The risk of depression and anxiety is increased for women going through these body changes (14). Strategies that can help to reduce these feelings can include regular exercise, adopting good sleeping habits, practicing mindfulness and eating a nutrient rich diet. Deficiency in magnesium in particular has been related to increased risk of depression and anxiety (15). Saffron could also be an effective intervention for symptoms of depression and anxiety (16). 

Regularly partaking in resistance exercise, cutting down on alcohol, coffee and spicy foods and stopping smoking can be beneficial at this period of life and during the later years of menopause for managing symptoms. Ensuring adequate vitamin D intake is also recommended to reduce the risk of age-related bone loss (17). 

If you are experiencing body changes associated with age related hormonal fluctuations it is recommended that you speak to your healthcare professional to discuss the right treatment strategies for you to ensure a safe and effective journey through this life stage.   

References 

  1. Kravitz HM, Joffe H. Sleep During the Perimenopause: A SWAN Story [Internet]. Vol. 38, Obstetrics and Gynecology Clinics of North America. Obstet Gynecol Clin North Am; 2011 [cited 2021 Jun 17]. p. 567–86. Available from: https://pubmed.ncbi.nlm.nih.gov/21961720/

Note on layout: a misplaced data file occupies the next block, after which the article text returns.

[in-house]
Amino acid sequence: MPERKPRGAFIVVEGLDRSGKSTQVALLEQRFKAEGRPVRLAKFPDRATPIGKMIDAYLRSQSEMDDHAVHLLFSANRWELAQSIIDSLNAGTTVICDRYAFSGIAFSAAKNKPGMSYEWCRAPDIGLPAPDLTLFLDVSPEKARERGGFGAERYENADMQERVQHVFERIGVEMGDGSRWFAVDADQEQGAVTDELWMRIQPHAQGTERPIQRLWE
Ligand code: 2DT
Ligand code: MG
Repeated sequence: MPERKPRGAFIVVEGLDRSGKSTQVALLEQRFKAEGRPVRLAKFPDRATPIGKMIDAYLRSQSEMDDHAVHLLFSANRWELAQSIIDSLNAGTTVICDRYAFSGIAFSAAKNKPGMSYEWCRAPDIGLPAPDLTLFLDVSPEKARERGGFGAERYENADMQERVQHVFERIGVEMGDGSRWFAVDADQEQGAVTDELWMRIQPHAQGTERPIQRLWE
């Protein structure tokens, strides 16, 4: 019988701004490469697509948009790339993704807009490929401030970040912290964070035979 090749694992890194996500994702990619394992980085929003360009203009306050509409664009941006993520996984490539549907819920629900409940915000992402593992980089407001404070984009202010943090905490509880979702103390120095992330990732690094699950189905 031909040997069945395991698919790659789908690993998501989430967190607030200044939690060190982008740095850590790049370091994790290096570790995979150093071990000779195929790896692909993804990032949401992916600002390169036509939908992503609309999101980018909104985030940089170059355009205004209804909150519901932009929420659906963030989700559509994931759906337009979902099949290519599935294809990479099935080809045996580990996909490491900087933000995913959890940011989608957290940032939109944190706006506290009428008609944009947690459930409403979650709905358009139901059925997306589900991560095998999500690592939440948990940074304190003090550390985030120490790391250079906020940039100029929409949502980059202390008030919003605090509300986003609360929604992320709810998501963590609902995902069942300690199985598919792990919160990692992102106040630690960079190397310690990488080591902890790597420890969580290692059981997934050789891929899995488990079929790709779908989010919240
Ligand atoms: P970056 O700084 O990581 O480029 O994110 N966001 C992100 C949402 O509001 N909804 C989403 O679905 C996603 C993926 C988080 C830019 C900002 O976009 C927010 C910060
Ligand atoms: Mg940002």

2. Langade D, Thakare V, Kanchi S, Kelgane S. Clinical evaluation of the pharmacological impact of ashwagandha root extract on sleep in healthy volunteers and insomnia patients: A double-blind, randomized, parallel-group, placebo-controlled study. J Ethnopharmacol [Internet]. 2021 Jan 10 [cited 2021 Jun 17];264. Available from: https://pubmed.ncbi.nlm.nih.gov/32818573/
  3. Borrás S, Martínez-Solís I, Ríos JL. Medicinal Plants for Insomnia Related to Anxiety: An Updated Review. Planta Med [Internet]. 2021 Jun 11 [cited 2021 Jun 17]; Available from: http://www.thieme-connect.de/DOI/DOI?10.1055/a-1510-9826
  4. Abbasi B, Kimiagar M, Sadeghniiat K, Shirazi MM, Hedayati M, Rashidkhani B. The effect of magnesium supplementation on primary insomnia in elderly: A double-blind placebo-controlled clinical trial. J Res Med Sci [Internet]. 2012 [cited 2021 Jun 17];17(12):1161–9. Available from: https://pubmed.ncbi.nlm.nih.gov/23853635/